AN EVALUATION OF CLINICIAN KNOWLEDGE AND SELF-EFFICACY PRE/POST EDUCATION IN PERISTOMAL MANAGEMENT
1 online resource (74 pages) : PDF
University of North Carolina at Charlotte
ABSTRACTKIMBERLY SAUNDERS. An evaluation of clinician knowledge and self-efficacy pre/post education in peristomal management. (Under the direction of DR. KATHLEEN JORDAN)PurposeThe primary purpose of the study was to evaluate the effect of an educational intervention including the use of a clinical reference tool on the clinician’s knowledge and self-efficacy scores in peristomal management. A secondary purpose compared the participant’s knowledge and self-efficacy based on the education delivery method of online education as compared to in-person.Design This education project was a two-group, pre/posttest, descriptive design used to evaluate changes in knowledge and self-efficacy in ostomy management post education intervention. Subjects and SettingThe study groups included physical therapist, nurse, nurse practitioner, physician assistant, and physician practicing in a variety of healthcare areas in the United States. Online participants (n=64) were scattered geographically across thirteen different states, and the in-person groups (n=89) were located in New Jersey, South Carolina, and Hawaii.MethodsThe groups received education (PowerPoint presentations) and a quick reference clinical tool regarding stomal and peristomal presentations and complications. The participants completed pre/post education surveys evaluating knowledge and self-efficacy. ResultsFor the total sample, there was a statistically significant increase in knowledge scores from pre-intervention to post-intervention, t(106) = -16.03, p < 0.001 and a statistically significant increase in self-efficacy scores, t(115) = -6.49, p < 0.001. The knowledge rate of growth was greater in the in-person learning however the self-efficacy scores improved at a higher rate in the online group. ConclusionsThis doctoral project focused on a teaching methodology and its effect on the learner regarding peristomal assessment and treatment. The results have carry-over implications on education techniques and methods of testing knowledge. Online and in-person instruction mutually show improvement in knowledge and self-efficacy. The level of improvement may individually differ according to the teaching methodology and testing approach. Thus, a varied education and testing style is recommended for best knowledge acquisition and implementation into practice.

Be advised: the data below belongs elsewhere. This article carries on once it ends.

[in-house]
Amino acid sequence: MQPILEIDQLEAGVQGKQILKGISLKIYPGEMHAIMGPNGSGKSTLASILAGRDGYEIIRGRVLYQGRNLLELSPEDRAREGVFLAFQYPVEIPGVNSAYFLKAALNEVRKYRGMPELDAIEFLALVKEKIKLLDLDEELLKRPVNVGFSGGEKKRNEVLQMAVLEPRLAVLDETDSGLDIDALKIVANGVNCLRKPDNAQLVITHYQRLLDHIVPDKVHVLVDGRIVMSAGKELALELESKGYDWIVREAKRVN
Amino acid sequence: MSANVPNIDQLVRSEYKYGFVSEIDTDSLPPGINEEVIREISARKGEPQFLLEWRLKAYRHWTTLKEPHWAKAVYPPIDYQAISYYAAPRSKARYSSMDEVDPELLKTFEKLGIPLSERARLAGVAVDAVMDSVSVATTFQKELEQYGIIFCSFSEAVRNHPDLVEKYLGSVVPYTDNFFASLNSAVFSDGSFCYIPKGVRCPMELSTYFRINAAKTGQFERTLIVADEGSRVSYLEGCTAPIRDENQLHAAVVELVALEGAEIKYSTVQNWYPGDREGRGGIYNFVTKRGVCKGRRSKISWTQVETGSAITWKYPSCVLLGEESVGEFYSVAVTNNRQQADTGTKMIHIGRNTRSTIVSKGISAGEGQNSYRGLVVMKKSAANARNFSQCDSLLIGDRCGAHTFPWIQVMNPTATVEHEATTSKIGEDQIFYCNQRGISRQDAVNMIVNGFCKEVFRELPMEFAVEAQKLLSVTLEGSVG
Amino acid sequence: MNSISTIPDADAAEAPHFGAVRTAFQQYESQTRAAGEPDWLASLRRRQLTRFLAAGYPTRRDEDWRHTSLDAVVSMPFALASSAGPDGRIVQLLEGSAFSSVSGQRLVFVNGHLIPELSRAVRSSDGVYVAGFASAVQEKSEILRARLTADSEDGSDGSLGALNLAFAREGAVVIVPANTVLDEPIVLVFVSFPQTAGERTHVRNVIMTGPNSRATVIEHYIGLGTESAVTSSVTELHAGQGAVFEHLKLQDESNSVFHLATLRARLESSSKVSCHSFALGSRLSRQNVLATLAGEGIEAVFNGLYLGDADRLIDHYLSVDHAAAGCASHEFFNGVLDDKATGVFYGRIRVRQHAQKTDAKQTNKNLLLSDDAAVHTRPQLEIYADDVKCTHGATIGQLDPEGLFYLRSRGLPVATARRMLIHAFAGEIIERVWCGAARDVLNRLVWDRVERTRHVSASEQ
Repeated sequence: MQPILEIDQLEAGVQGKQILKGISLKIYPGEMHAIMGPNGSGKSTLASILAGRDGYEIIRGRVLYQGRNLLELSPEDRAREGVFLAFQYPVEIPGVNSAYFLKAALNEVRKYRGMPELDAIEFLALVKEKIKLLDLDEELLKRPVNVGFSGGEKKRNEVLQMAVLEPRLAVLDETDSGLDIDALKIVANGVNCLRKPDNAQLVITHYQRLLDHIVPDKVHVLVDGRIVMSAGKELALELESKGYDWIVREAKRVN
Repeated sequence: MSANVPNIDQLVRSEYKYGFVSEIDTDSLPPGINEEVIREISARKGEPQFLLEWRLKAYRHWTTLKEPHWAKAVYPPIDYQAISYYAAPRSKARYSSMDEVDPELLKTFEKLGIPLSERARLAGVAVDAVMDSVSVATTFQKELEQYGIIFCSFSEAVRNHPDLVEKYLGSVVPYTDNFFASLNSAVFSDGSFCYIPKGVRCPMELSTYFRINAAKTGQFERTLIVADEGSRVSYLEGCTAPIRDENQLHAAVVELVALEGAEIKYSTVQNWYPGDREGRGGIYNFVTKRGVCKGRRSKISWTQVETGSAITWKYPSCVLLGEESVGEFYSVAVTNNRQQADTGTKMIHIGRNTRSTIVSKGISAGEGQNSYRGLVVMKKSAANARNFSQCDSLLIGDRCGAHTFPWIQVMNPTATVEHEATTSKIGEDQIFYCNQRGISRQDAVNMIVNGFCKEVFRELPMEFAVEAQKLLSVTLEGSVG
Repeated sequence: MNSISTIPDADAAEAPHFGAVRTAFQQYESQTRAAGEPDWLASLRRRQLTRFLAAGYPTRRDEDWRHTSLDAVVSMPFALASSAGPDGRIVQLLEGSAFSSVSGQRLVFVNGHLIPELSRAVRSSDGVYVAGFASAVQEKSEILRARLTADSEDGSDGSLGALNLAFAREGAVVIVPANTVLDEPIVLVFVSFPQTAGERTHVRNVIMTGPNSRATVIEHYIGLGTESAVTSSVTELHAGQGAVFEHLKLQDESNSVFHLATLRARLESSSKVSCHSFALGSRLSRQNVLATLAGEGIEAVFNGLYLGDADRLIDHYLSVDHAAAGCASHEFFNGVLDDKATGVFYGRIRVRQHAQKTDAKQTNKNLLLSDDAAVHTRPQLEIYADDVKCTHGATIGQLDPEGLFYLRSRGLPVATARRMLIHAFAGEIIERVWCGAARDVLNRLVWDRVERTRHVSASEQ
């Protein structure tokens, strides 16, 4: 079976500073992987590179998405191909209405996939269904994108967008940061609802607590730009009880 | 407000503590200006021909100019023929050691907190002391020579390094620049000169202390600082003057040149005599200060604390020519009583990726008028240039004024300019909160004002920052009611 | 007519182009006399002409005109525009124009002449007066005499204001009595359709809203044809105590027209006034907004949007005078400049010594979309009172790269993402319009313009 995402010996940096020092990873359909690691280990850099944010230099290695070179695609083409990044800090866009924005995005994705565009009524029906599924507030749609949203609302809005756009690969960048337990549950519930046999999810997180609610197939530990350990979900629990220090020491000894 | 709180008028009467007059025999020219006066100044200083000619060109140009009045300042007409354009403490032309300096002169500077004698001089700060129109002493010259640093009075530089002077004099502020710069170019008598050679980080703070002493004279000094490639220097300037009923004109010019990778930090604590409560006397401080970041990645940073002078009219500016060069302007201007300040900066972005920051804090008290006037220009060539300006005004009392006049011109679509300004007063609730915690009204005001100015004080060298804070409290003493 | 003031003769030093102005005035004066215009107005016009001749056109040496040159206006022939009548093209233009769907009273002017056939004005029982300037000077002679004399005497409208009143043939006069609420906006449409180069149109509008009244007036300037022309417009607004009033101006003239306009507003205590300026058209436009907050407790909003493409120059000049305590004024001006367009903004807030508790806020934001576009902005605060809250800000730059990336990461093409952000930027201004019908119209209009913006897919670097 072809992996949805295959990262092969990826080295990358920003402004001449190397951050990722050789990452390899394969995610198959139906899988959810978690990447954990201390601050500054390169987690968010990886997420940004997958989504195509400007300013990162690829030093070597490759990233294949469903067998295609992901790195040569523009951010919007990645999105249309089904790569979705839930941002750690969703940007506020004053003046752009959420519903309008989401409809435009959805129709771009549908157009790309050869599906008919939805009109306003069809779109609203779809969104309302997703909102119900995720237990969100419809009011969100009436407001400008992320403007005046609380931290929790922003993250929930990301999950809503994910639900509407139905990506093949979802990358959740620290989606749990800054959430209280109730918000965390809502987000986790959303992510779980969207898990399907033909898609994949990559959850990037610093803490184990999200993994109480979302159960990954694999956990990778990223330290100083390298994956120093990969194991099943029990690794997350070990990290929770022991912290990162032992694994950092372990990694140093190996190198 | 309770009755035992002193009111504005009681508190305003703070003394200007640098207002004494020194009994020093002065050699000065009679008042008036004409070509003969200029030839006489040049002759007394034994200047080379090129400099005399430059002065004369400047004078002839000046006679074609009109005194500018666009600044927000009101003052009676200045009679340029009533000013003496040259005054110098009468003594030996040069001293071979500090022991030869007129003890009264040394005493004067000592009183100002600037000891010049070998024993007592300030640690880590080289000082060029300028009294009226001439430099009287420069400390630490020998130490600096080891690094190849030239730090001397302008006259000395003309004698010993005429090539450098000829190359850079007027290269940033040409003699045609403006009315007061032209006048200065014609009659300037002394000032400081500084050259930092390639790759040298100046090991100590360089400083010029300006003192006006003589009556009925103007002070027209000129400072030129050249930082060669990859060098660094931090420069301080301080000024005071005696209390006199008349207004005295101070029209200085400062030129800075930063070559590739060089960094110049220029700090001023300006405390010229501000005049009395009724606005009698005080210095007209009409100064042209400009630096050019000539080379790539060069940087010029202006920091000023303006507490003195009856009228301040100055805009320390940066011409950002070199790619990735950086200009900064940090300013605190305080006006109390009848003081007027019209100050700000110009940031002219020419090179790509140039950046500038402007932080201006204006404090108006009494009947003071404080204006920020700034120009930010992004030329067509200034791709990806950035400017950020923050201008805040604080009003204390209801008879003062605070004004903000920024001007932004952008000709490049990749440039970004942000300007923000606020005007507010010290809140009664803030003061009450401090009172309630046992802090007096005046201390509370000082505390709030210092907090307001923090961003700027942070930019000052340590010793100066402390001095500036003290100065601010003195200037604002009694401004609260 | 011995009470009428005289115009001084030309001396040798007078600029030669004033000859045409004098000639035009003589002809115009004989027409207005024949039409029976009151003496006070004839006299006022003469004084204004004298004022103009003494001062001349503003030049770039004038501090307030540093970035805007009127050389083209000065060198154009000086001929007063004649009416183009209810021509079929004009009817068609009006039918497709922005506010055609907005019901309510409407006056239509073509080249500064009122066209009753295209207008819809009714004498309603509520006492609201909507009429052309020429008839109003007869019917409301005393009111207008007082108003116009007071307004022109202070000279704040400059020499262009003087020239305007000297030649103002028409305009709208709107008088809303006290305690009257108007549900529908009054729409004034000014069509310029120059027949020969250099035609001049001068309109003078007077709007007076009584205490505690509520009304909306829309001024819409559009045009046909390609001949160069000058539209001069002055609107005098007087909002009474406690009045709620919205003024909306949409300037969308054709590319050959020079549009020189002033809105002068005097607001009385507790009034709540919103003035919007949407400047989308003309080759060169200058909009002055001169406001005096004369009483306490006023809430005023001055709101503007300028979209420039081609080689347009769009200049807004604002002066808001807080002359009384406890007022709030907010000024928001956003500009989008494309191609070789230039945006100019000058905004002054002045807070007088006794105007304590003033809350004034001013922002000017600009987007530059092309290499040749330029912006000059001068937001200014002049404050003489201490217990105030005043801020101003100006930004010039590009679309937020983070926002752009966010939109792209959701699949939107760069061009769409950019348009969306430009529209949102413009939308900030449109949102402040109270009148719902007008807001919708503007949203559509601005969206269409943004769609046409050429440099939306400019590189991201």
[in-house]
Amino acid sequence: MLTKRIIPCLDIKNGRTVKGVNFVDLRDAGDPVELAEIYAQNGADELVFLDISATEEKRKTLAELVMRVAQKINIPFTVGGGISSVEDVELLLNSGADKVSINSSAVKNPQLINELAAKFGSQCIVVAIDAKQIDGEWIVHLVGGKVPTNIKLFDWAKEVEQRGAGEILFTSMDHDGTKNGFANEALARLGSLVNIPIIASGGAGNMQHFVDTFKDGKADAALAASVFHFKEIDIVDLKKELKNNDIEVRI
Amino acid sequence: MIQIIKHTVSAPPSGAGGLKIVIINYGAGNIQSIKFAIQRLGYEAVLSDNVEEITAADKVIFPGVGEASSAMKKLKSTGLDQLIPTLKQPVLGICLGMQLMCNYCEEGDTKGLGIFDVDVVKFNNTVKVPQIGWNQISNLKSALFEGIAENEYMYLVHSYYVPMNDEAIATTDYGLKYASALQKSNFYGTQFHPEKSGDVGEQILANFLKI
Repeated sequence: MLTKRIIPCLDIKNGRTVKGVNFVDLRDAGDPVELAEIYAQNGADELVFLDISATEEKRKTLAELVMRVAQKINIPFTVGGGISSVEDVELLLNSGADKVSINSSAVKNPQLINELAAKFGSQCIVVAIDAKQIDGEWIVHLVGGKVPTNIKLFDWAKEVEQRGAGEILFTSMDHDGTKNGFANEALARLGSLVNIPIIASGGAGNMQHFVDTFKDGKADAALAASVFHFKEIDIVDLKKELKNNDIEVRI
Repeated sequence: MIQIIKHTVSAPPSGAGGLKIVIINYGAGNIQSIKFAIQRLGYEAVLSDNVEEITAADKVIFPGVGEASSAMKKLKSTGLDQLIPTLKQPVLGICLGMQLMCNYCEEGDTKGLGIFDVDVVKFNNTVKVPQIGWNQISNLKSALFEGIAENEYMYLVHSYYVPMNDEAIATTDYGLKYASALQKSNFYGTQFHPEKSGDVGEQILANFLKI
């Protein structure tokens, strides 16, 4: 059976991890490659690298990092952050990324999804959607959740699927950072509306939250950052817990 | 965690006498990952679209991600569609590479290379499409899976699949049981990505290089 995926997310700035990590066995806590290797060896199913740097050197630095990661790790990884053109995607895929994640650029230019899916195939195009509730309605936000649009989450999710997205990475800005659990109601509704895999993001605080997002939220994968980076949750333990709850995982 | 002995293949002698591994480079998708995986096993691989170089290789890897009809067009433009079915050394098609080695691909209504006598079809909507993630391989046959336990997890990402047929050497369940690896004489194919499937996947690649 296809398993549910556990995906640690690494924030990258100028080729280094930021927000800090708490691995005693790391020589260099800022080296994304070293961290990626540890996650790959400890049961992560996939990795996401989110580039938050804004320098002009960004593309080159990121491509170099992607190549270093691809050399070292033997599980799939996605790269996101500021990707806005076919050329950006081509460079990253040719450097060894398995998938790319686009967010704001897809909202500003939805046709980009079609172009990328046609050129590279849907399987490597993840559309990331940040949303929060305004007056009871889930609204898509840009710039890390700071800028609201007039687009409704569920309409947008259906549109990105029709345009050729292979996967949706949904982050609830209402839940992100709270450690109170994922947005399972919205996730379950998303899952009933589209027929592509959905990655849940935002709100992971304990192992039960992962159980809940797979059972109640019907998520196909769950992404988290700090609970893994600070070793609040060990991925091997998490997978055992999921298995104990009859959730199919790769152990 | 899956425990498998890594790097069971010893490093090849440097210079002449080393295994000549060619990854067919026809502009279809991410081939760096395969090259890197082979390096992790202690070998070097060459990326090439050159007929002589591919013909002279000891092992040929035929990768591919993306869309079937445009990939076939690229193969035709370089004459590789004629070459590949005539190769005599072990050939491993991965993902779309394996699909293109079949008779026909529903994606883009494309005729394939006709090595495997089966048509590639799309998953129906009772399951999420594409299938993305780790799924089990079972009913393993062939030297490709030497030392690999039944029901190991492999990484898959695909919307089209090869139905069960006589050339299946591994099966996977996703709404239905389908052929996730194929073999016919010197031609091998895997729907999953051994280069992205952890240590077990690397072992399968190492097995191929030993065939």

Clinician TeachingKnowledgeLearner OutcomesOstomy EducationPeristomal AssessmentSelf-Efficacy
Health Services Research
Shue-McGuffin, KatieCating, TeresaZoe, WeiTowler, Michael
Thesis (D.N.P.)--University of North Carolina at Charlotte, 2019.
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